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IAM Local 1855 wins a better contract after strike in Appleton, WI

By staff |
October 26, 2020
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Striking IAM members in Appleton, WI.
Striking IAM members in Appleton, WI. (Fight Back! News/staff)

Appleton, WI - On the morning of October 24, the following message was posted on the social media accounts of IAM Local 1855: “After a week-long strike IAMAW Members employed at AstenJohnson in Appleton overwhelmingly accepted a greatly improved contract offer this morning. This offer included locking in insurance plan design and premiums for the next two years among other positive changes. Their solidarity and persistence paid off big. Congratulations to the members of Local 1855 and a special thank you to the Teamsters Local 662 for honoring our picket line.”

The machinists at AstenJohnson were on strike to demand a decent contract and reasonable healthcare coverage. 89 members of IAM Local 1855 began picketing on October 16, despite wind and rain, to push for affordable healthcare from their employer.

“We don’t want to absorb all the costs of the insurance as it keeps going up. That’s what we’re doing out here,” said a striking machinist. “We went out for one day ten years ago, this is our first strike since then. It’s a week today.”

On October 14, they rejected a proposal from their employer. Negotiations were ongoing inside the building on October 23 while the picket continued outside. The workers said that the proposals their team submitted would benefit not only members of IAM Local 1855, but the Teamsters and non-union employees of AstenJohnson as well.

Members of the community showed up to the picket line in solidarity with the striking workers, bringing hot soup and tea. A local volunteer organization, Food Not Bombs, set up mutual aid tables with fresh produce at the end of the picket line for the workers' families.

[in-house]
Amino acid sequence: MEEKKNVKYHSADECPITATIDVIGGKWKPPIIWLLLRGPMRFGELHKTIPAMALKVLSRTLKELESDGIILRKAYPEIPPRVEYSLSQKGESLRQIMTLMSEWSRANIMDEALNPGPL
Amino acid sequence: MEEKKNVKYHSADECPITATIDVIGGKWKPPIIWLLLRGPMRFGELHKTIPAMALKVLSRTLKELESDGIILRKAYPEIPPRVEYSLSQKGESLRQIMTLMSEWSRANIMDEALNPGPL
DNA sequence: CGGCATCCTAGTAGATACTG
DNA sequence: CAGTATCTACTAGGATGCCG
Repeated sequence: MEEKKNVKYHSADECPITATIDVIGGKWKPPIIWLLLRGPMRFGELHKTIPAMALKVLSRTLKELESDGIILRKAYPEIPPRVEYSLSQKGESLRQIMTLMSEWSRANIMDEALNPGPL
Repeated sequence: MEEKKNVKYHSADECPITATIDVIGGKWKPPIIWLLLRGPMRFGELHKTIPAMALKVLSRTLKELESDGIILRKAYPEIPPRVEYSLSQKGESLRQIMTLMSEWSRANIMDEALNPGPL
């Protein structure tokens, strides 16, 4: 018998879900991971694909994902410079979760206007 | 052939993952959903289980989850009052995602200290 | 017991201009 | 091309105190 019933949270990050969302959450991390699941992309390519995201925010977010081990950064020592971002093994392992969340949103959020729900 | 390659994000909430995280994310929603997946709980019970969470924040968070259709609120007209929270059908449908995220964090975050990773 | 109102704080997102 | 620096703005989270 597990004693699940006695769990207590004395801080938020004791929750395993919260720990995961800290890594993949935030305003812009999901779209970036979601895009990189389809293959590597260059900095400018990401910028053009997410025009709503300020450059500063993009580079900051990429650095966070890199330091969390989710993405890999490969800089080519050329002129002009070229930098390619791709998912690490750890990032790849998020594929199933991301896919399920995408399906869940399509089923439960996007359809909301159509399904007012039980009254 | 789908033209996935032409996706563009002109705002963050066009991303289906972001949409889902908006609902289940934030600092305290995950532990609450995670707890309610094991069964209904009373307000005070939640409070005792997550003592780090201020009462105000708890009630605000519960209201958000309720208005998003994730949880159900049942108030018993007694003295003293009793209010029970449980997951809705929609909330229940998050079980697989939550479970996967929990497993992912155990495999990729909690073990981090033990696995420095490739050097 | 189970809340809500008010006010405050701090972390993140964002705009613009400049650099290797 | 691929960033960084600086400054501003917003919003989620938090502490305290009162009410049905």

Around noon, security emerged from AstenJohnson, demanding that Food Not Bombs leave even though they were on the sidewalk. A security guard, whose badge read J. Steinke, immediately called the police. Members of the Outagamie County Sheriff’s Department arrived shortly after to ensure that a grill was moved fully onto the concrete and no longer touching the grass. During this time a member of the community went to move their car, a security guard followed them, photographing their face, their car and their license plate.

The most aggressive of the security guards turned out to be Jay Steinke, the now-retired Appleton police officer who shot and killed Jimmie Sanders, a Black man and unarmed bystander, in Jack’s Apple Pub in 2017. Steinke was never charged for his role in Jimmie Sanders’ death. Instead another man named Henry Nellum, who officer Steinke also shot that night (just not fatally), was convicted for the crime and is serving time in prison.

What this goes to show is that when workers stand up and fight back and utilize their power over production by shutting it down, they can win big.

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